Singing Gosforths praises, Cathy pointed to the importance of local businesses: The High Street is better than it used to be, with unique independent boutiques attracting more people to the area.
In the future, I hope more local businesses set up in Gosforth. It is important that we dont lose our identity to large, corporate firms.
The Townhouse also offers a cafe service for both guests and non-guests and has recently introduced a bistro menu. Selecting quality interiors of contemporary design while preserving many of the original features of the property, itself a delightful example of Victorian architecture, create the perfect marriage of the fashionable and the forever.
This positive outlook is shared by local Sardinian restaurant Adrianos, whose spokesman described Gosforth as a great place with a great community.
Located just behind the High Street, Adrianos stylish interior, which blends the traditional and modern, complements the excellent food on offer.
As an indication of the increasing prosperity in Gosforth, Adrianos has recently opened a deli on the High Street itself. Offering authentic Italian fare, the deli also serves as a great place to perch and observe the bustling action on the High Street while enjoying a snack or the ever-essential coffee and cake combination.
In many respects Adrianos is both the essence and expression of Gosforth itself, offering quality and style and looking ever to expand, improve and take advantage of a great location.
Like Gosforth, Jesmond is committed to independent businesses, much in evidence when you venture off the dominant Osborne Road.
Clayton Road, in the Brandling area, boasts an array of stylish boutiques and shops. A real treat is the Secret Garden flower shop. Opened in 1991 by owner Nicola Allinson, the Secret Garden has blossomed over the years by remaining passionate and innovative about flowers and flower design, while offering a personal and friendly service.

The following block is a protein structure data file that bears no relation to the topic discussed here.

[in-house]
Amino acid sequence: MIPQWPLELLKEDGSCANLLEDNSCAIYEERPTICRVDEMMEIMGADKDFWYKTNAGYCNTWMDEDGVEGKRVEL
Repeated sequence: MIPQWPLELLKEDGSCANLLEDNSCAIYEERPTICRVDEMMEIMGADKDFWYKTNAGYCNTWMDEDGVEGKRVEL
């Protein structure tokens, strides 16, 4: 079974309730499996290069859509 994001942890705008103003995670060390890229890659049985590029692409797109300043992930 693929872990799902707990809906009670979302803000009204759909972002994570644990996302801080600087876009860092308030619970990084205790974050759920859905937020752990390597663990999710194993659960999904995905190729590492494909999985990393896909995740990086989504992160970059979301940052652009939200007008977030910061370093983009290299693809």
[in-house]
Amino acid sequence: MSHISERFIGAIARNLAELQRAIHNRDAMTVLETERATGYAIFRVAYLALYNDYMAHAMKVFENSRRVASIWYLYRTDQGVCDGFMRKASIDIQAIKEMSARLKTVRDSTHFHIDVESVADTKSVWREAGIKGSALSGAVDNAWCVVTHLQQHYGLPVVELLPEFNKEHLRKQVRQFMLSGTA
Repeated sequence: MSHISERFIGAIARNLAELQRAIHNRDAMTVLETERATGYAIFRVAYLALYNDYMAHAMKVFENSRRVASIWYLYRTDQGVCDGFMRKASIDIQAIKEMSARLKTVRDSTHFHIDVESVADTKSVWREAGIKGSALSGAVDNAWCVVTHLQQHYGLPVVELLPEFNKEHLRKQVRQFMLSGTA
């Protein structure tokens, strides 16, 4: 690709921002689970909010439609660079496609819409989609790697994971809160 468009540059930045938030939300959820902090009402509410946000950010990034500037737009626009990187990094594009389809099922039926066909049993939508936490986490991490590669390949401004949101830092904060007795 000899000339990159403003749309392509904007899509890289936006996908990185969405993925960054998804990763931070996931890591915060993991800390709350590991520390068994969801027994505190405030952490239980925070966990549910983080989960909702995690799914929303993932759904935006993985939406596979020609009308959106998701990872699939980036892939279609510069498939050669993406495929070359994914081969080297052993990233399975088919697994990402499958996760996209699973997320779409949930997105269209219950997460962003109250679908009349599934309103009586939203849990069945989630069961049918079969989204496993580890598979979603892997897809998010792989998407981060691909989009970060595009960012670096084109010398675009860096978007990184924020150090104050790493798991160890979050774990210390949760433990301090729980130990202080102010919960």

When discussing the benefits of having a business in Jesmond, Nicola said: It is a great, Bohemian, cosmopolitan area, which is always buzzing with energy. People who visit Jesmond are attracted by the unique, independent retailers and I feel that is something we could do with more of.
A sense of community is essential for the area and we do our best to support local charities and schools by supplying flowers for raffles.
A positive view of Jesmond is shared by lettings manager Sue Danskin from Groves Estate Agents on Acorn Road. When discussing Jesmond, she said, Jesmond is a lovely area with everyone from students to footballers living here. It is a cosmopolitan place with a village feel. Everyone is really friendly and prepared to help each other out.
Whether these are the best of times or the worst of times may be open to debate, but there is no question that Gosforth and Jesmond endure and flourish and, to the great benefit of the region, will continue to do so. Why not pay a visit?


Are you a resident of Gosforth or Jesmond, or did members of your family work for some of the wealthy businesspeople whose grand homes created these desirable suburbs of Newcastle? If so, tell us your thoughts about the places and the lifestyle they offer by leaving a message.